In a world and in a faith where war is often discouraged and the participation from a faith perspective for many is also discouraged, I couldn’t help but wonder, in a Church where we used to have various perspectives on war, do we, including the military and families of the military now take the reality of war and its horrors too lightly. There was once a faith perspective among people of faith called the, Just War Theory. It was the perspective many people of faith took. There was also a common perspective, held by many within various faith groups as to whether or not people of faith, especially Christians should participate in war at all. In this belief system, there were many who recognized the role of the government in fighting its battles, at times, being the hand which God used to execute vengeance and justice.
Regardless of the belief system many take regarding war, it is incredible to see the U.S. military among the leaders in the study of the impact of war, even recognizing the need to seriously address Post Traumatic Stress that lasts for many, a lifetime. When young men and women are put into circumstances where their lives are impacted to the point of having life long nightmares, episodes of violent explosions, and a high risk of suicide, I have to wonder, where the church has been, no matter what their perspective in addressing these issues? WARTORN is a film that should be seen and discussed, even with its brutal images. It needs to be seen and discussed from a faith perspective because we have more people suffering from this disease and disorder than ever before. If we don’t address it, the long-term horrors and impact of war will be long lived after the battles are over. Unfortunately, suicide rates are as high as ever and as many as 30% of soldiers returning from the battle field now suffer from Post Traumatic Stress Disorder.
I can’t say I love WARTORN; it is heartbreaking, challenging, and sad. I will say, I hope, and pray for the possibilities of this documentary. The film, along with the special feature of The Pentagon’s Post-Premiere Panel Discussion is educational and a must view by virtually every soldier, potential soldier, their families, or any other population group, especially, the church and people of faith. Taken straight from the battlefield and from the lives of families left behind, this documentary will leave an impact on all who view it. What they do with that impact, how they react will be the continuation of how the story ends. I will hold to my first thought, I would hope that every soldier and every family member would see this film prior to enlisting in the military. I would also hope that as suggested by a general in the Pentagon Discussion on the special features, that a mandatory education also takes place helping each and every soldier returning home also take place with each and every soldier and their families prior to their return from the battlefield.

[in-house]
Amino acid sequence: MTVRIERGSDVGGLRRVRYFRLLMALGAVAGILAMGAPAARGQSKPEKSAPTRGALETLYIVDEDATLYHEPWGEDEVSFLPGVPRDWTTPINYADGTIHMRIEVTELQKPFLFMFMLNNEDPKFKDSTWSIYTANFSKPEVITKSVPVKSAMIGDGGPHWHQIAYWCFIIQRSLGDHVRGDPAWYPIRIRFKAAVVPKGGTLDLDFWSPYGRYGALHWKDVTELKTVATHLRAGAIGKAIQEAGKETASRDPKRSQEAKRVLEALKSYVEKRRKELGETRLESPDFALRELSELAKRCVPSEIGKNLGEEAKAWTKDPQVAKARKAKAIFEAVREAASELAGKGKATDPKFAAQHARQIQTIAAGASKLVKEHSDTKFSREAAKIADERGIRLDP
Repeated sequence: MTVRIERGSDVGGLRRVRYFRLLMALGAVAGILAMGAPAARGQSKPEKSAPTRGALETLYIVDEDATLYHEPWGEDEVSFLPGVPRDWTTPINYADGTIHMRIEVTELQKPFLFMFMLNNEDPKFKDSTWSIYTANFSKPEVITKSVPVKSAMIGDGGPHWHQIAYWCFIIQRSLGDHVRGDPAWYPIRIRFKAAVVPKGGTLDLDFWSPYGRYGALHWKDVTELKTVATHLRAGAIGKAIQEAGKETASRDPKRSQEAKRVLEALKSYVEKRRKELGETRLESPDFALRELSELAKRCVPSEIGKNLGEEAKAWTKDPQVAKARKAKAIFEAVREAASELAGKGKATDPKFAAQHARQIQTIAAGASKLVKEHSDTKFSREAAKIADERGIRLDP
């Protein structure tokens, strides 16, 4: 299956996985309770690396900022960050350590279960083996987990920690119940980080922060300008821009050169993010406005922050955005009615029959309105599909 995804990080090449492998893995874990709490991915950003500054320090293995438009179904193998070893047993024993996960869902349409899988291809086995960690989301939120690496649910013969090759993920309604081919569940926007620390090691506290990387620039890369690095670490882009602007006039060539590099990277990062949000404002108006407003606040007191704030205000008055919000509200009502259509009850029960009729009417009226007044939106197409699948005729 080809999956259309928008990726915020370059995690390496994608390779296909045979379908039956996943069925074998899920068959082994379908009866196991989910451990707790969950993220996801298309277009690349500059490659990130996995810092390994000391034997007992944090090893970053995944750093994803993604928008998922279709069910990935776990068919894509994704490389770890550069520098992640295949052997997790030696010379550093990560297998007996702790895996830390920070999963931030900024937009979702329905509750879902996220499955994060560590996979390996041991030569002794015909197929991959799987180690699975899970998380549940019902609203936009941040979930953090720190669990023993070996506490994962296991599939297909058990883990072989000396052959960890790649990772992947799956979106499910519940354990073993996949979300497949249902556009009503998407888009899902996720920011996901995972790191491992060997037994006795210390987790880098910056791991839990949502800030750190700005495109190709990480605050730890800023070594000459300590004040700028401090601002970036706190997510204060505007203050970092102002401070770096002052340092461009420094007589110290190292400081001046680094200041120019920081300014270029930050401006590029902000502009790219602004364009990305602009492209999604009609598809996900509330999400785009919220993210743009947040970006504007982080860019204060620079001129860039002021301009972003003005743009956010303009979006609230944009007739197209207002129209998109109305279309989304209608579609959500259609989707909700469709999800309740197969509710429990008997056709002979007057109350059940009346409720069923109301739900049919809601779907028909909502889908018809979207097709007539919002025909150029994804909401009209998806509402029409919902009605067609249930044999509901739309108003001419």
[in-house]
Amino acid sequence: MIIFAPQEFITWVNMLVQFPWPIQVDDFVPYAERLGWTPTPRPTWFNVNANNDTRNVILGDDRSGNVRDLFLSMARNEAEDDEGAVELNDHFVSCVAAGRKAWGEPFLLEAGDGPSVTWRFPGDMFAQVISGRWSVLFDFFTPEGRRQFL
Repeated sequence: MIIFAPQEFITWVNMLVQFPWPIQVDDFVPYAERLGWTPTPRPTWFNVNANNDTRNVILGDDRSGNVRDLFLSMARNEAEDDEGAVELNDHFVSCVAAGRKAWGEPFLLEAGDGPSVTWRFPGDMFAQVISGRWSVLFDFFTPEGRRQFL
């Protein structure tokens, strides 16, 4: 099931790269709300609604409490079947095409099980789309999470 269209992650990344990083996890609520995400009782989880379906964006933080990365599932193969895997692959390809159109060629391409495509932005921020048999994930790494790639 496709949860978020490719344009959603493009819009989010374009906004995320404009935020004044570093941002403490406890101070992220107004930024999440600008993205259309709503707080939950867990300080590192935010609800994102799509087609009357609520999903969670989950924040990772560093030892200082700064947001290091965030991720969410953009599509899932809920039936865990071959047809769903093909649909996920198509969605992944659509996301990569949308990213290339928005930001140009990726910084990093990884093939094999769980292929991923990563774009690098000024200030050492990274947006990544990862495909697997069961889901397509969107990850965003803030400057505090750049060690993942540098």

It is rare that a documentary can tell such a moving tale in such a short period of time. WARTORN accomplishes the rare and has the potential to change lives for the better for many men and women who deserve our very best, including their treatment and assistance for the damage from war we often don’t see, Post Traumatic Stress Disorder.
To see the trailer posted below click on the video. If the video isn’t at full scale or doesn’t show up, click on the following link:
The following is a 30 minute discussion from the Pentagon Discussion regarding this film: